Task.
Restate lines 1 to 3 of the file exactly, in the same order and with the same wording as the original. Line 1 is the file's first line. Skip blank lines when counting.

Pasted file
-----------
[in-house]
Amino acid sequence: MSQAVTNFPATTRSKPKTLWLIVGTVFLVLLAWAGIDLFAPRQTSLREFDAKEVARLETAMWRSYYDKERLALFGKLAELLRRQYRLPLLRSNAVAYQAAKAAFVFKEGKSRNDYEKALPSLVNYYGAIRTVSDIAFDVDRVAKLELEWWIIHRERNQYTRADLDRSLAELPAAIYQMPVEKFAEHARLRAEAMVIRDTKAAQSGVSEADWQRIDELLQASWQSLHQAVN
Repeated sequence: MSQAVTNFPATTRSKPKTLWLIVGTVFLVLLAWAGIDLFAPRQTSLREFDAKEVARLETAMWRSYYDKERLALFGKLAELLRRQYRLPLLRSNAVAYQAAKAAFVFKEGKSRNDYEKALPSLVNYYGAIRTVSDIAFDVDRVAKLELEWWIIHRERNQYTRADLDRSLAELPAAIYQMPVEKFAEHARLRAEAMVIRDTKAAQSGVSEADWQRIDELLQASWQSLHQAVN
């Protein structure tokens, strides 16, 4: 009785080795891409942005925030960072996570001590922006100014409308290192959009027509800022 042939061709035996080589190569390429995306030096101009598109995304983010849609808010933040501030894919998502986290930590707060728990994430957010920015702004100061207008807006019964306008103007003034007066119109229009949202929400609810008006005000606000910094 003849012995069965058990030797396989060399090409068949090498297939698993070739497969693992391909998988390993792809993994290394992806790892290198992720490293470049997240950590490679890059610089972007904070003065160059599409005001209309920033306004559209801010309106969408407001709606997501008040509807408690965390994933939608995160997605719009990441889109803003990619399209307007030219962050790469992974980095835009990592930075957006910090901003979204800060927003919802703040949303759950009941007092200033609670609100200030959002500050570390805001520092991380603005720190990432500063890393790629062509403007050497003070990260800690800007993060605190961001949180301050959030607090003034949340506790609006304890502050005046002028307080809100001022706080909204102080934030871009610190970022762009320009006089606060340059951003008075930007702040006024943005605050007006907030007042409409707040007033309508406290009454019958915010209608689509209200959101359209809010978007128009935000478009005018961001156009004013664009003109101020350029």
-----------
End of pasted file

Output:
[in-house]
Amino acid sequence: MSQAVTNFPATTRSKPKTLWLIVGTVFLVLLAWAGIDLFAPRQTSLREFDAKEVARLETAMWRSYYDKERLALFGKLAELLRRQYRLPLLRSNAVAYQAAKAAFVFKEGKSRNDYEKALPSLVNYYGAIRTVSDIAFDVDRVAKLELEWWIIHRERNQYTRADLDRSLAELPAAIYQMPVEKFAEHARLRAEAMVIRDTKAAQSGVSEADWQRIDELLQASWQSLHQAVN
Repeated sequence: MSQAVTNFPATTRSKPKTLWLIVGTVFLVLLAWAGIDLFAPRQTSLREFDAKEVARLETAMWRSYYDKERLALFGKLAELLRRQYRLPLLRSNAVAYQAAKAAFVFKEGKSRNDYEKALPSLVNYYGAIRTVSDIAFDVDRVAKLELEWWIIHRERNQYTRADLDRSLAELPAAIYQMPVEKFAEHARLRAEAMVIRDTKAAQSGVSEADWQRIDELLQASWQSLHQAVN